The K7RA Solar Update
Solar activity took a serious nosedive this week, with the average daily sunspot numbers dropping to a value less than half the previous week’s average -- down nearly 43 points to 32.6. The solar flux values were also off, down nearly 12 points to 95.9. The low point for sunspot numbers was April 9-10, when the daily sunspot number was 24 for both days. But subsequently we witnessed a rise, hitting 28 and 50 on April 11-12. Sunspot numbers for April 5-11 were 50, 39, 38, 25, 24, 24 and 28, with a mean of 32.6. The 10.7 cm flux was 100.9, 97.4, 98.5, 93.3, 94.5, 93.3 and 93.4, with a mean of 95.9. The estimated planetary A indices were 13, 4, 10, 5, 4, 8 and 5, with a mean of 7. The estimated mid-latitude A indices were 11, 3, 6, 3, 2, 6, and 5, with a mean of 5.1.
The current prediction shows solar flux at 95 on April 13-19, then suddenly jumping to 105 on April 20-21, 110 on April 22-25, back to 105 on April 26-28, 100 on April 29-30, and 95 on May 1-9. The predicted planetary A index is an unsettled 18 on April 13, 12 on April 14, 10 and 8 on April 15-16, 5 on April 17-23, 10 and 8 on April 24-25, 5 on April 26-29, 8 on April 30, and 5 on May 1-7. This is an improvement from yesterday’s forecast, which had solar flux at 90 for the next few days. You can keep up with the daily revisions here.
If you looked here or here recently, you may have noticed missing geomagnetic mid-latitude K indices from Fredericksburg, Virginia on April 7-9. They had a computer issue, and that data is lost forever. So the mid-latitude A index shown in this bulletin for those days is the author’s very rough -- and unscientific -- wild guess.
Click here for an interesting article on helioseismology and the next solar cycle. Here is an interesting article from the Naval Research Laboratory about coronal cells. See a similar article on the same subject here.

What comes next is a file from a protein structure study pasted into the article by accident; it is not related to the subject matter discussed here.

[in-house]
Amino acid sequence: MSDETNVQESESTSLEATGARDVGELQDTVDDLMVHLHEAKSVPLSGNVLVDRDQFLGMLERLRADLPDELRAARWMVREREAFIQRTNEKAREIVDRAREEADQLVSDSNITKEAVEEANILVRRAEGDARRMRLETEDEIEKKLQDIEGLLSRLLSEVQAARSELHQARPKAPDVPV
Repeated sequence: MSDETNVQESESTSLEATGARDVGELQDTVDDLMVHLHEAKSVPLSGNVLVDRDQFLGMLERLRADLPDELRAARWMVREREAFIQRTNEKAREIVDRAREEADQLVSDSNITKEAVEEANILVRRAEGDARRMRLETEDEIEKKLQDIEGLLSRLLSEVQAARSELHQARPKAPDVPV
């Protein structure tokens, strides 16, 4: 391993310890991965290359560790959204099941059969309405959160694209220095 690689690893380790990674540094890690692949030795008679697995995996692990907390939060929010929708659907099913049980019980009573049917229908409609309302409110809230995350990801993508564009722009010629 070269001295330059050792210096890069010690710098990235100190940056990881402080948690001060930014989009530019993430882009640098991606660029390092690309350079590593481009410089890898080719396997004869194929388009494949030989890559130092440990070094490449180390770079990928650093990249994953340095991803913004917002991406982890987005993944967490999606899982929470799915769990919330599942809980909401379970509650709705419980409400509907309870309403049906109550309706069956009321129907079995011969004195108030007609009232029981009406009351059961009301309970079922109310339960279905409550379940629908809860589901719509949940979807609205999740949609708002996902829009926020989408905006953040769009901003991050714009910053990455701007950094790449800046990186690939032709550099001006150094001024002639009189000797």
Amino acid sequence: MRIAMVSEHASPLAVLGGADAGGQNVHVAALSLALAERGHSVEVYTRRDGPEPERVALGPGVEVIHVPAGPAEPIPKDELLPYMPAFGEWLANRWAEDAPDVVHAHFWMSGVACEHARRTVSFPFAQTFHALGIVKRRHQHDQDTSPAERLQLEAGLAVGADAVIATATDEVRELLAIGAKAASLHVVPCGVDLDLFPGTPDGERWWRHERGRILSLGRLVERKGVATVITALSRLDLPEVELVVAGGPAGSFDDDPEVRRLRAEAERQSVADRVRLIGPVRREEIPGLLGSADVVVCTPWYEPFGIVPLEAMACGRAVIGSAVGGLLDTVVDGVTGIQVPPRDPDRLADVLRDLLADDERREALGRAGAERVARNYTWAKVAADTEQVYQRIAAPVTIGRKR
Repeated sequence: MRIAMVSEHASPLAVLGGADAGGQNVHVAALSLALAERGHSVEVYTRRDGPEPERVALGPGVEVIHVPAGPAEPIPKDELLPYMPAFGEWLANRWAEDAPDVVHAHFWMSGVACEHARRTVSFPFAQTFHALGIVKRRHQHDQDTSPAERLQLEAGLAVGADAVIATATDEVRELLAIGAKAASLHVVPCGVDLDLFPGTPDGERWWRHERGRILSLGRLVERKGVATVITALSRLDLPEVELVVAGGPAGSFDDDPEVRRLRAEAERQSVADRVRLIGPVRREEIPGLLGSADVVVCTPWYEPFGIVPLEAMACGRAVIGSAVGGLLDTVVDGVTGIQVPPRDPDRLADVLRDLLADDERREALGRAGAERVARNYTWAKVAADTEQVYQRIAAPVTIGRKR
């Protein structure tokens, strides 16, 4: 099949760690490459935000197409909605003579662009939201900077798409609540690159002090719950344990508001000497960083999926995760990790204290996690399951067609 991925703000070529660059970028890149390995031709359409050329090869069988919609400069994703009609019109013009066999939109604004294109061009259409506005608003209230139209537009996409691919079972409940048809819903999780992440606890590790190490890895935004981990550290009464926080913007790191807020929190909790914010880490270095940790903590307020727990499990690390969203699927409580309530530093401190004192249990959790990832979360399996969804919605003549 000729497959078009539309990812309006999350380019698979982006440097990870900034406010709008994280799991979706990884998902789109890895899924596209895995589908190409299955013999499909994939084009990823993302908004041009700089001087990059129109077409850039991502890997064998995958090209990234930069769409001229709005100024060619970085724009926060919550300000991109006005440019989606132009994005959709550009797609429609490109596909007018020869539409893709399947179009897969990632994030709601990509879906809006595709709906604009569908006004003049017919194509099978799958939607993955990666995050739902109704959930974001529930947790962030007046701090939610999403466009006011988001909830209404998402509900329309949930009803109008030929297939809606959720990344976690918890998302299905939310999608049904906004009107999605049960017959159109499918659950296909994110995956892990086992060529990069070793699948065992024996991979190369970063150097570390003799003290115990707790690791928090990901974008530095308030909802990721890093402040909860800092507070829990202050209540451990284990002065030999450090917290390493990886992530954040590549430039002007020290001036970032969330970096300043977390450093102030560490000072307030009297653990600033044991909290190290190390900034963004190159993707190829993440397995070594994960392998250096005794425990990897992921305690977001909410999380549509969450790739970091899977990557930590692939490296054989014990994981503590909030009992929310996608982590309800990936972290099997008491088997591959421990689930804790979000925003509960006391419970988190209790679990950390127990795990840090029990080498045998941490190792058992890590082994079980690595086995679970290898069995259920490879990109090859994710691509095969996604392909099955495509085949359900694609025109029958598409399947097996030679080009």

Check out an Internet-connected Software Defined Radio in Walla Walla, Washington. I’ve just been listening to 40 meter CW, and with a mouse click, you can also select 20 meters. This can support multiple simultaneous users tuning independently. Thanks to Joshua Gibbs, KD7PAJ, of Shoreline, Washington for the information.
I received this report on April 5 from a member of WA9YSD, The Kite Flier’s Radio Club: “Today around 1730 UTC, I was listening to some week stateside CW signals on 40 meters. I heard this strange fading signal and noticed the noise floor was fading, as well. So I switched to 17 meters and observed more fading signals on the background noise. I then went to spaceweather.com and saw that the CME ejection was late or missed us. I guess it was just late because I was amazed on hearing it hit us.”
All times listed are UTC, unless otherwise noted.
Amateur solar observer Tad Cook, K7RA, of Seattle, Washington, provides this weekly report on solar conditions and propagation. This report also is available via W1AW every Friday, and an abbreviated version appears each Thursday in The ARRL Letter. You can find a guide to articles and programs concerning propagation here. Check here and here for a detailed explanation of the numbers used in this bulletin. An archive of past propagation bulletins can be found here. You can find monthly propagation charts between four USA regions and 12 overseas locations here. Readers may contact the author via e-mail.